The Wall Street Journal now reports, “countless squats and clean-and- jerks have given Jones thighs like tree trunks, a bulky rump reminiscent of a NFL running back and the shoulders of a lumber jack.” Not what I’m going for (don’t worry, Marcus), but it’s her dream…so game on.

Jones knows the odds are against her, which is all part of the fun:

“Yes, it’s my first Olympics,” Fenlator shared in a recent interview.” Yes, I’m an underdog or whatever you want to say. But I’m here on a mission. And I have expectations to do well. Thank goodness for expectations.

Will Lolo win? Perhaps. Not sure it matters. What would be far sadder is if she never chased her dreams.  No one wins a race they never start. Where will your imperfection take you?

7 Ways To Inspire Hope

He had all the signs and words of stuck. “I can’t” “No one will help.” “No options.” He’d stop trying to improve the situation and was looking to numb it. His “sports ready” stance had withered to hunched and clenched. He still had an occassional “wish” for a miracle. But, wishes without action are another side of hopeless.
And yet, from the outside looking in, I saw huge possibility, talent, and relationships worth leveraging. I yearned to help him adjust his lens to see new beginnings.

Why I Subscribe to Hope

Hope encourages hard work, risks, and meaning. Not the “want without work” kind of dreaming. The feeling deep in your gut that there’s something more.

I’m ridiculously yet pragmatically hopeful. Ridiculous, because I dream big and set goals beyond my reach. Practical because I work like a dog to make wishes come true.
Hope brought me through a divorce and into a loving marriage
Hope led to “impossible” jobs that made a difference
Hope in people transformed careers
Hope inspires my kids
Hope matters
Hope Inspires Others.

7 Ways to Inspire Possible

Leaders are ambassadors of possibility. When tired eyes look your way, engage them in gentle challenges. Help them realize more.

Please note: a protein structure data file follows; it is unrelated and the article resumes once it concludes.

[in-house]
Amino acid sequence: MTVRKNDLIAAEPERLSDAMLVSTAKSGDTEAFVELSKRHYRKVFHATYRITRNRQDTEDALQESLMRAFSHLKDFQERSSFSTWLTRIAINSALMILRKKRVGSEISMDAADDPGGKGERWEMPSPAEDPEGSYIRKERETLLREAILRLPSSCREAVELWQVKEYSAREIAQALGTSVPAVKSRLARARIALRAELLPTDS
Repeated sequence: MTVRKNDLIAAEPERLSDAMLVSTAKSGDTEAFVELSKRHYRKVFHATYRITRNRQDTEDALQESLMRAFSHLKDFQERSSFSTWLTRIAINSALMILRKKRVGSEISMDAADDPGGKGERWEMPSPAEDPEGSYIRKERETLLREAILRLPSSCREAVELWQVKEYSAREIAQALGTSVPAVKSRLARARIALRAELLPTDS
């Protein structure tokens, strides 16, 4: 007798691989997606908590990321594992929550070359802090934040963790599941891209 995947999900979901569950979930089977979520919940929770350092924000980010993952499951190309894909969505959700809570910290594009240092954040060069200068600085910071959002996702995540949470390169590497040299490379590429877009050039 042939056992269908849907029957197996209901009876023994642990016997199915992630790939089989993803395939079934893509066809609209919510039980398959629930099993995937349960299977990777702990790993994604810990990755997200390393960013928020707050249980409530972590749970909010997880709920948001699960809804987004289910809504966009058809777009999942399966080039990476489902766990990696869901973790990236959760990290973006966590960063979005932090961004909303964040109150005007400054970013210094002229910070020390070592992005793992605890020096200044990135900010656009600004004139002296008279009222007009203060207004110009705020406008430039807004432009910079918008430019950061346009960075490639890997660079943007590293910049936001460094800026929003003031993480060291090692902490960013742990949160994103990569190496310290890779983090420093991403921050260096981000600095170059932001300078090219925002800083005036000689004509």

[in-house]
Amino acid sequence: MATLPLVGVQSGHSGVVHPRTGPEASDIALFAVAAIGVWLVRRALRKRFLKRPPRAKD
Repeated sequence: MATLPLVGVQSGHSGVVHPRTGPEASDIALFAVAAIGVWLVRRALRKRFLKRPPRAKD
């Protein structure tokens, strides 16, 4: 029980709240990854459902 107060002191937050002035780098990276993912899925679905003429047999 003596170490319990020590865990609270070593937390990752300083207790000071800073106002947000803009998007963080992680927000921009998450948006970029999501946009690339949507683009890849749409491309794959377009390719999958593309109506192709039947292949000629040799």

1. Start with your own heart – Connect with possible. Remember feelings of turnaround and triumph. Export passion in your connection.
  2. Ask possibility questions – Sit with them in the silence of consideration before narrowing to questions of feasible.
  3. Discover stories of past success – First excavate positive feelings then connect to potential actions.
  4. Identify folks to crew the lifeboat – Who do they (and you) know who could help? Encourage the fortitude to ask for it.
  5. Open doors – Sure, they need to do the heavy lifting. But when your hands are full, it’s helpful when someone opens a door.
  6. Commit to continued support – Ensure that this is more than a one time “pep talk”
  7. Your turn – What would you add?

*Photo source: http://seattletimes.com/special/mlk/

How Do You Inspire Passion in Others?

What if you’re “skipping to work?,” but are having trouble igniting passion on your team? That’s more difficult, and a vital part of leadership.

Why Passion Matters

Jeremy Kingsley, author of the new book, Inspired People Produce Results shares 7 reasons passion is so important in the workplace.

Passion…

1. intensifies our focus
2. enables innovation and creativity
3. provides the drive to persevere, to avoid cutting corners and to pursue excellence
4. creates energy among colleagues that allows work to be completed more quickly
5. helps people deal with fear
6. makes employees want to stay in their jobs and contribute even when they’re not feeling at their bestv

When I spoke with Jeremy, we talked about why passion is sometimes hard to come by.

“Leaders have put so much focus on leveraging people’s strengths, that they forget about passion.”

For people to function at their very best we need to help them find the work that best leverages their strengths, AND which ignites their passion.

“If you don’t find the passion you might have a strong, miserable person.”

Jeremy suggests it begins in the hiring process. Ask people “what inspires you, what brings you joy?” And then be sure there is a close match with the job you are looking to fill. He also advocates for spending the time to really get to know your team. Talk with them about what they enjoy and their hobbies. Listen actively and see what makes their eyes light up that’s a clue to what can ignite their passion.

Jeremy’s book offers 9 other ways to “inspire people to produce results. Although Jeremy gave me this book, as you know, I am not selling, just sharing insights if fact you can read a free sample chapter.

Jeremy Kingsley is a professional speaker, best-selling author, and the President of OneLife Leadership. Since 1995 he has spoken to over 500,000 people at live events around the world. He has given over 2000 keynote speeches and his messages have reached millions through radio, television, and the internet. Jeremy holds bachelors and masters degrees from Columbia International University. He is the author of four books, his latest is titled: Inspired People Produce Results (McGraw Hill 2013)Jeremy lives in Columbia, South Carolina with his wife and two sons.